Facts are fine but prize the pleasure
Two things have happened this year which I never thought I would see. The first is a textbook for Higher art and design; the second is the SQA asking art teachers to submit ideas for an alternative course model.
What should we teach 16- and 17-year-olds about art and design? This book suggests there is a fixed canon of knowledge with little insight or empathy required. It leans too heavily on the physical attributes and visual impact of art as described dispassionately and objectively, discouraging a pupil from participating in personal appreciation. In a postmodern era, should we not be contextualising art within our own experience?
This book gives an overview of the exam and the factual information that gained marks. Yet surely regurgitation of facts does not necessarily prove knowledge. It is wrong to suggest that art contains fixed objective truths, for that removes the receptor from the equation. We should challenge pupils to make connections as it intersects with their experience.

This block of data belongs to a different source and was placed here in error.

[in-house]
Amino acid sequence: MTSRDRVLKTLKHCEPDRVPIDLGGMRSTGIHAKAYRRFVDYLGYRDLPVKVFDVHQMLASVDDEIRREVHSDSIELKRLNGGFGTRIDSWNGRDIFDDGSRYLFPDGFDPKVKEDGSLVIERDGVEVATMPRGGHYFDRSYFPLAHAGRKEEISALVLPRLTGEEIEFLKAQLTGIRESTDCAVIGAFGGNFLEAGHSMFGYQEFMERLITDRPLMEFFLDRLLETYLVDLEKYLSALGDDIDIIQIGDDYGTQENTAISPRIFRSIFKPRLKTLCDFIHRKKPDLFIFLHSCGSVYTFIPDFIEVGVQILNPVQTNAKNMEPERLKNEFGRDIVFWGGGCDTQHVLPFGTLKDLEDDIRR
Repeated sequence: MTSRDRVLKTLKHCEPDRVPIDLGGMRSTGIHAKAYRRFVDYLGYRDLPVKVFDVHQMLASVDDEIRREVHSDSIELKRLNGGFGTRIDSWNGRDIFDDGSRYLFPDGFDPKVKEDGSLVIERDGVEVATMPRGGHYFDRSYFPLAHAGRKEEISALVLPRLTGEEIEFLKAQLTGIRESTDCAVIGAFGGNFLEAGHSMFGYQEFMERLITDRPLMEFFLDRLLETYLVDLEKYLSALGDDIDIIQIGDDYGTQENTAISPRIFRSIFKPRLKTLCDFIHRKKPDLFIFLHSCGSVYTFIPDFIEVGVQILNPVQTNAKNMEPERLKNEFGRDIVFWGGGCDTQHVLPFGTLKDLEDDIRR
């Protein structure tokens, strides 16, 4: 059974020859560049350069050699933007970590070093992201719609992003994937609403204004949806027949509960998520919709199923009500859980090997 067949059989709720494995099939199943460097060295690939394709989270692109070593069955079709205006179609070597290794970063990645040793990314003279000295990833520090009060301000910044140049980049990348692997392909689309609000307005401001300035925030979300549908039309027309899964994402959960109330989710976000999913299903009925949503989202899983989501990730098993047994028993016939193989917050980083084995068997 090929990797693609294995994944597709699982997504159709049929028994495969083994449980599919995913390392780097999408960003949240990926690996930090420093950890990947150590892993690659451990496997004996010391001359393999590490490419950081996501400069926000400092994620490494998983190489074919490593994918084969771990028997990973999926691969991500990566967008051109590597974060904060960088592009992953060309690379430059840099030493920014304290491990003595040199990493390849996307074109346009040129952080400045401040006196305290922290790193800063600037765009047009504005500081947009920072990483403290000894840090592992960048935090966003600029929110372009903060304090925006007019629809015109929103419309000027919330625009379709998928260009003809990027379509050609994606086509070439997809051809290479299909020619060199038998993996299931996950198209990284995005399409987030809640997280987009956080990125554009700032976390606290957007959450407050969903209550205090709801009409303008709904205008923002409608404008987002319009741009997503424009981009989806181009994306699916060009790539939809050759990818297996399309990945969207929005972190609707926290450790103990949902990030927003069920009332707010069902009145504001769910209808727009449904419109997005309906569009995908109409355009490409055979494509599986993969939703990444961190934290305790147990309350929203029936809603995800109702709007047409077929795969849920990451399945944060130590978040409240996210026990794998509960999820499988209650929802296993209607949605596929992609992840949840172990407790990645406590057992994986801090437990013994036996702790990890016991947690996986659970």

If the book attempted to provide insight into how to address a work of art imaginatively or how to evaluate the usage of a designed object, it might be worth having as a textbook. Even as a collection of past exam papers, its biggest flaw is the description of practical outcomes and criteria related to the marks awarded. Last year hundreds of teachers had great difficulty using these descriptions, so any pupils will be misled by the apparently clear requirements.
Rab Walker is principal teacher of art and design at Dunfermline High, Fife